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Pass Ukraine aid, but make it conditional on ending the war

Pass Ukraine aid, but make it conditional on ending the war

We should test Putin's willingness on talks, but denying the funding will weaken Kyiv's position at the negotiating table

Analysis | Washington Politics

In the debate over funding aid to Ukraine, both Republicans and Democrats are trapped in their own delusions. Congress needs to allocate the funding, but with a singular goal: to bring the war to a speedy conclusion.

Some Republicans appear to want to prevent funding for Ukraine simply to give a black eye to President Biden in an election year. This is no way to conduct foreign policy, let alone concerning matters of war and peace, where countless lives and the fate of independent Ukraine are at stake.

But some Republicans, among others, are asking an important question, one that we might call the David Petraeus query, who famously demanded about the war in Iraq back in 2003: “Tell me how this ends.” Unfortunately, the Biden administration, many Democrats, and other supporters of Ukraine have deflected from confronting that crucial question.

Ukraine’s leading military official, General Zaluzhny, recently labeled the war a stalemate. Months earlier, back in July of last year, U.S. general and chairman of the joint chiefs of staff Mark Milley accurately predicted that Ukraine’s counter-offensive would be very difficult, very long, and “very, very bloody.” Yet now, even with the battle lines essentially frozen, many are speaking about a “long war.”

Somehow, while 2024 will be a very difficult year for Ukraine, pundits and officials suggest a counteroffensive could be successful in 2025. It requires magical thinking to assume that another additional weapon system down the line will somehow tip the balance, yet not lead to a wider war or escalation with a nuclear-armed power, a risk that some commentators casually brush away.

Despite all the promise of 21st century war-fighting technology, the conflict has devolved into classic trench warfare. Some one hundred years after WWI, it is worth recalling that Britain alone suffered the loss of several hundred thousand of its troops. And yet the first and last British soldier killed in that war died within a few miles of each other.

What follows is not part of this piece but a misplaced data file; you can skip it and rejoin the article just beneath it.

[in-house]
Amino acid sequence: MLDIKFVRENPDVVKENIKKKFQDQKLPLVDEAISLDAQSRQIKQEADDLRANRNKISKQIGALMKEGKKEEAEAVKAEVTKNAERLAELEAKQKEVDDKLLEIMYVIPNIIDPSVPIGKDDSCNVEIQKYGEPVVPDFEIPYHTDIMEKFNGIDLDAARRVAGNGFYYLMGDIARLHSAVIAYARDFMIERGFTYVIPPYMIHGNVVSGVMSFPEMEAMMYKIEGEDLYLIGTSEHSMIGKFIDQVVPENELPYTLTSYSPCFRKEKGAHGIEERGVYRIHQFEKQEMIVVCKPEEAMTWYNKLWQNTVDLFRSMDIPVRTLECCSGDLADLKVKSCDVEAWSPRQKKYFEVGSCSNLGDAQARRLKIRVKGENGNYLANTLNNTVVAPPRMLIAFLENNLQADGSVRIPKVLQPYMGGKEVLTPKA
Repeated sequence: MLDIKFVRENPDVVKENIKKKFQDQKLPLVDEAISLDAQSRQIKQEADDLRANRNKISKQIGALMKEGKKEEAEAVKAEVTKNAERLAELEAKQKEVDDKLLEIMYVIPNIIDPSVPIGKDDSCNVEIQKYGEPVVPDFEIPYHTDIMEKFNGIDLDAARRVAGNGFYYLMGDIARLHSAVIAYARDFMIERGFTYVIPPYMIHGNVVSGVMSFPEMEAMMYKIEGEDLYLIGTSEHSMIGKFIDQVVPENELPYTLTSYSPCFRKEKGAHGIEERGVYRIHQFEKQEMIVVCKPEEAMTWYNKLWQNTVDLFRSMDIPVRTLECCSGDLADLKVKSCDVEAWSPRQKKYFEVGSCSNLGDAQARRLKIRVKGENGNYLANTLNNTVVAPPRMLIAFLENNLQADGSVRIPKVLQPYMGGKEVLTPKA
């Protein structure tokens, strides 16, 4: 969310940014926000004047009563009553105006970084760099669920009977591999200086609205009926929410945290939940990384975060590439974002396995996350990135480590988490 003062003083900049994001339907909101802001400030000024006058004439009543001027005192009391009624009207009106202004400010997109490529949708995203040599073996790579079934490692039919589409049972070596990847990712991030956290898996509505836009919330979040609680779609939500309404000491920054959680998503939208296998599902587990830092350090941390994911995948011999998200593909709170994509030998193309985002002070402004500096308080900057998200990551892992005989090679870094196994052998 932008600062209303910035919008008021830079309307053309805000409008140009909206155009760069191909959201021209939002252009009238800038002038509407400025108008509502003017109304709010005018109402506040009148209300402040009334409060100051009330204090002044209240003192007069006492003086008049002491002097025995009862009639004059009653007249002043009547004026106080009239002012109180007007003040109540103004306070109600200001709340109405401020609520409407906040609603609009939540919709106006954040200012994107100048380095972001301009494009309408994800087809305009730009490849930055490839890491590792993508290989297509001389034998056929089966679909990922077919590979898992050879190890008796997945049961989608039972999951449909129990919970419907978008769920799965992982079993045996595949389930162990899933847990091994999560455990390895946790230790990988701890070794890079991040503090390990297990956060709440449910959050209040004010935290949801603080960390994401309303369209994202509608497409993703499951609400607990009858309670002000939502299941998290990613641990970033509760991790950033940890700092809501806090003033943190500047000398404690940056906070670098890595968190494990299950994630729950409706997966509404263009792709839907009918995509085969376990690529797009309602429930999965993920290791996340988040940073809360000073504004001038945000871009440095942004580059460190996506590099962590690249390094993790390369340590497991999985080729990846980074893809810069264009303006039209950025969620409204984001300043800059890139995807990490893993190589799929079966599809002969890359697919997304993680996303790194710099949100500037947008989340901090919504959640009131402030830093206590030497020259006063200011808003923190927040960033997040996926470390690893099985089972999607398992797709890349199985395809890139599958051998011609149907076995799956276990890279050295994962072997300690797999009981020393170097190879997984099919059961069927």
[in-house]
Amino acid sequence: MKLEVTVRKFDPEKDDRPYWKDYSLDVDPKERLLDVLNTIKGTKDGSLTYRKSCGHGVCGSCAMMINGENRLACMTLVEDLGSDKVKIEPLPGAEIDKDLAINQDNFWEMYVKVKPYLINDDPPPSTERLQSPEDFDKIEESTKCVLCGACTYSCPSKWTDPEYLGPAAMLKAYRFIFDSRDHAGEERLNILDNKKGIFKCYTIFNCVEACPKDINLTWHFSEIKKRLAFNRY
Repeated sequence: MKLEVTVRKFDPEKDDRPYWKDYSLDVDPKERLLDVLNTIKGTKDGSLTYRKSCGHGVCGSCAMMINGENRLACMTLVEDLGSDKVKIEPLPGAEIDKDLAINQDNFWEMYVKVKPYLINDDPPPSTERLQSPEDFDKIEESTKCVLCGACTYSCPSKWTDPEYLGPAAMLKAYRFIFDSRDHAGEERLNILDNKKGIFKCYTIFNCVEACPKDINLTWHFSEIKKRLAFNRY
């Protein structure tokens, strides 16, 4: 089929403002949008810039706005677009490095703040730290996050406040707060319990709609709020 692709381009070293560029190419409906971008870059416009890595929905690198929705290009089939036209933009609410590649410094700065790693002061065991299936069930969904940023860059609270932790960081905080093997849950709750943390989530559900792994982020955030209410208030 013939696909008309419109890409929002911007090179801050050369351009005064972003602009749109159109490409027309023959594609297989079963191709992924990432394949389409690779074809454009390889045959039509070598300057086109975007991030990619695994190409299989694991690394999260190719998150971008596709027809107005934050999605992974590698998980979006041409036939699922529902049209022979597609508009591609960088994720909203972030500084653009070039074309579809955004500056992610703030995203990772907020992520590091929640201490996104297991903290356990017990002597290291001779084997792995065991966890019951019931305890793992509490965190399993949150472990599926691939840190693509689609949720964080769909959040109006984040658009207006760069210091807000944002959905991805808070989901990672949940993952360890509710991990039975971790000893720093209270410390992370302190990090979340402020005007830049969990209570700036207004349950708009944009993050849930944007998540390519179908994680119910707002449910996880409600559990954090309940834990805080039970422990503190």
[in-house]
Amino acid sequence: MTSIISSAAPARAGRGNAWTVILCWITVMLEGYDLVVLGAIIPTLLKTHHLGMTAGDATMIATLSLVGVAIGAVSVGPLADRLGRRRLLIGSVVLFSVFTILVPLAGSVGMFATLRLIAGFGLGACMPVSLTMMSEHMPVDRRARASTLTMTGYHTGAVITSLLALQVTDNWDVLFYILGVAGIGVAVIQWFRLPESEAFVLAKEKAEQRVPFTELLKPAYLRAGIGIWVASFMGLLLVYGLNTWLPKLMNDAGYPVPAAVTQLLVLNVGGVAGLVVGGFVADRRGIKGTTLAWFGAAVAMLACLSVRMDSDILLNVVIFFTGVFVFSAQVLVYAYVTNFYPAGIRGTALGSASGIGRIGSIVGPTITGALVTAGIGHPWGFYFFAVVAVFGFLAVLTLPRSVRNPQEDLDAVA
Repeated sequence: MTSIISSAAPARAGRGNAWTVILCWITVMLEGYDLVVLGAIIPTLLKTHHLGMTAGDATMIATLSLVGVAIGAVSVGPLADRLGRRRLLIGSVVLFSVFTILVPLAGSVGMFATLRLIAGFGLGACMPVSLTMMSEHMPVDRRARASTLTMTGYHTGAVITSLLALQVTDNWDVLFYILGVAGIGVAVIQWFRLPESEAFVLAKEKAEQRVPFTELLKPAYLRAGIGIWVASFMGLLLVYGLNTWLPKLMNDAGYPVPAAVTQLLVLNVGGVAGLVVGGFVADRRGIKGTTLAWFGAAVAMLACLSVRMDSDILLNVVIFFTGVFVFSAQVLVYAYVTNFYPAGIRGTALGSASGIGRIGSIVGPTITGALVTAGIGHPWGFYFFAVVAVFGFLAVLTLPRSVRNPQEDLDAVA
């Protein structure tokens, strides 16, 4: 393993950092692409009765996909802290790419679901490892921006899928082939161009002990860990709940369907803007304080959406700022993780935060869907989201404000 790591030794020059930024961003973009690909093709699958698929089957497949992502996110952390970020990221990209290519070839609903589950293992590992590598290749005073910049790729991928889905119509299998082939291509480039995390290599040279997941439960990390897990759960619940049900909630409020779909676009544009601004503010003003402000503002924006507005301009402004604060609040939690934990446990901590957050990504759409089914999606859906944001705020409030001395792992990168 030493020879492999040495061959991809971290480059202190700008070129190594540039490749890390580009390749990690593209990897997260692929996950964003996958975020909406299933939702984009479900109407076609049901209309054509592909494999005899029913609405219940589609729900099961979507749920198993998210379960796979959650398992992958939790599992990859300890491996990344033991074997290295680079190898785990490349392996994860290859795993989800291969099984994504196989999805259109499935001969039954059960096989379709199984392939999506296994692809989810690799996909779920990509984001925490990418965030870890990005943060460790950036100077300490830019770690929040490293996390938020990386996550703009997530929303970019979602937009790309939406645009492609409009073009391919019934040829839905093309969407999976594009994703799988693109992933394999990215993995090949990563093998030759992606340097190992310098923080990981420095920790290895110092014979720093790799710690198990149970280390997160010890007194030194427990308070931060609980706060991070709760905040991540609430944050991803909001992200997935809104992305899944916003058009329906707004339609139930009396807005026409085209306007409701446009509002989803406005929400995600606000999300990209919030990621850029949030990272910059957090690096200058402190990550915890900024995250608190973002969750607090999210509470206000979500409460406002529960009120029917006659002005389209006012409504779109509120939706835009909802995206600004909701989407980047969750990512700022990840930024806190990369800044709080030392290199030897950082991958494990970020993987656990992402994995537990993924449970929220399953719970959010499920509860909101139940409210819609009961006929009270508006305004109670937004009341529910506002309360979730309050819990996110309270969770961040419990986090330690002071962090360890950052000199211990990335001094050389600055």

Quite understandably, many Ukrainians want to continue fighting in the hopes of pushing the invaders out of their territory. But those of us at a distance who can afford to be more sober-minded must ask our Ukrainian friends the following: how much more death and destruction can realistically be exchanged for how much territory?

Further, Democratic supporters of Ukraine need to ponder whether continuing the war until 2025 is really in Ukraine’s interest. Donald Trump, the presumptive Republican nominee, has said if elected president he could end the war within 24 hours. If that’s true, how much of that outcome would be favorable to Ukraine?

Some will object that Putin has no interest in negotiating to end the conflict at this point. That is one question that can be tested. If he refuses, that refusal should be made clear, loudly and publicly. To be sure, Russia appears to be in a stronger position than Ukraine, on the surface at least. Yet there are clear signs of war weariness in Russia as well: its economy is in danger of overheating through both inflation and a labor shortage, and it is facing its own challenges of mobilizing sufficient troops, with wives and mothers of soldiers at the front openly protesting the prolonged deployment of their husbands and sons.

Some will claim that ending the war now will allow Putin to claim victory, having illegally seized close to twenty percent of Ukraine’s territory. He will certainly try to convince the Russian population of that. Yet absent territorial concessions, sanctions will almost certainly remain. While Russia is nowhere near imminent collapse, as some pundits have quixotically hoped, the long-term prospects for the Russian economy are grim.

With the end of the war the focus in Russian will turn inward, and the Russian people will start to ask whether all the dead souls, maimed bodies, and economic hardship was worth the seized and devastated lands that will take countless rubles to rebuild.

If Congress denies funding, Ukraine will be in a much weaker position to negotiate. It will essentially be left out to dry, and Congressional inaction will send a troubling message about U.S. backing to other countries around the world. Putin will be tempted to continue this war, indefinitely.

But the negotiations need to begin. In short, Republicans should fund aid to Ukraine. In exchange, Biden and the Democrats should promise to push for negotiations now to bring this war to an end.

Handout photo shows U.S. House Speaker Mike Johnson, a Republican from Louisiana, meets with Ukrainian President Volodymyr Zelensky on December 12, 2023 in Washington, DC, USA. Photo by Ukrainian Presidency via ABACAPRESS.COM/Reuters

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